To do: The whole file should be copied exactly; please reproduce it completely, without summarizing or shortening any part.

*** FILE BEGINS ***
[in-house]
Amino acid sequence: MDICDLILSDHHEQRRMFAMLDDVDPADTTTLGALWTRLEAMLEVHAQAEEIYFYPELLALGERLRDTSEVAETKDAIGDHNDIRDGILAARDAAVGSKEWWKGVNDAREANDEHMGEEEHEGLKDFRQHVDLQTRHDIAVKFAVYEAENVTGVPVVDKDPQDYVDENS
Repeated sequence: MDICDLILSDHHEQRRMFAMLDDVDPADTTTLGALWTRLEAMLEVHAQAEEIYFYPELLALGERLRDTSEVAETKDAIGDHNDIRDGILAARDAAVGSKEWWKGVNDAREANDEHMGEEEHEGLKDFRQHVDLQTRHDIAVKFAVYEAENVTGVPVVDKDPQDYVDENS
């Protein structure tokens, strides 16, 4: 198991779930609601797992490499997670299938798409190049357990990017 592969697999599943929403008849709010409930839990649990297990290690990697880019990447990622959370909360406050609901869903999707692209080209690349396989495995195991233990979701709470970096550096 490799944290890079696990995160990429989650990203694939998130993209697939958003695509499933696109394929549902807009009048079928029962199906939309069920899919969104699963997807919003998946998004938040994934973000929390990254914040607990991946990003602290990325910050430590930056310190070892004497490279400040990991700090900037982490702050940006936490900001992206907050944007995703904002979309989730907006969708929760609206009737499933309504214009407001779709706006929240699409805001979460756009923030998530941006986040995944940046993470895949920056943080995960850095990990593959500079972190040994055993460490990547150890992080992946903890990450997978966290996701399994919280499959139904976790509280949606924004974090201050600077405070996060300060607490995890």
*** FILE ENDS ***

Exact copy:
[in-house]
Amino acid sequence: MDICDLILSDHHEQRRMFAMLDDVDPADTTTLGALWTRLEAMLEVHAQAEEIYFYPELLALGERLRDTSEVAETKDAIGDHNDIRDGILAARDAAVGSKEWWKGVNDAREANDEHMGEEEHEGLKDFRQHVDLQTRHDIAVKFAVYEAENVTGVPVVDKDPQDYVDENS
Repeated sequence: MDICDLILSDHHEQRRMFAMLDDVDPADTTTLGALWTRLEAMLEVHAQAEEIYFYPELLALGERLRDTSEVAETKDAIGDHNDIRDGILAARDAAVGSKEWWKGVNDAREANDEHMGEEEHEGLKDFRQHVDLQTRHDIAVKFAVYEAENVTGVPVVDKDPQDYVDENS
């Protein structure tokens, strides 16, 4: 198991779930609601797992490499997670299938798409190049357990990017 592969697999599943929403008849709010409930839990649990297990290690990697880019990447990622959370909360406050609901869903999707692209080209690349396989495995195991233990979701709470970096550096 490799944290890079696990995160990429989650990203694939998130993209697939958003695509499933696109394929549902807009009048079928029962199906939309069920899919969104699963997807919003998946998004938040994934973000929390990254914040607990991946990003602290990325910050430590930056310190070892004497490279400040990991700090900037982490702050940006936490900001992206907050944007995703904002979309989730907006969708929760609206009737499933309504214009407001779709706006929240699409805001979460756009923030998530941006986040995944940046993470895949920056943080995960850095990990593959500079972190040994055993460490990547150890992080992946903890990450997978966290996701399994919280499959139904976790509280949606924004974090201050600077405070996060300060607490995890």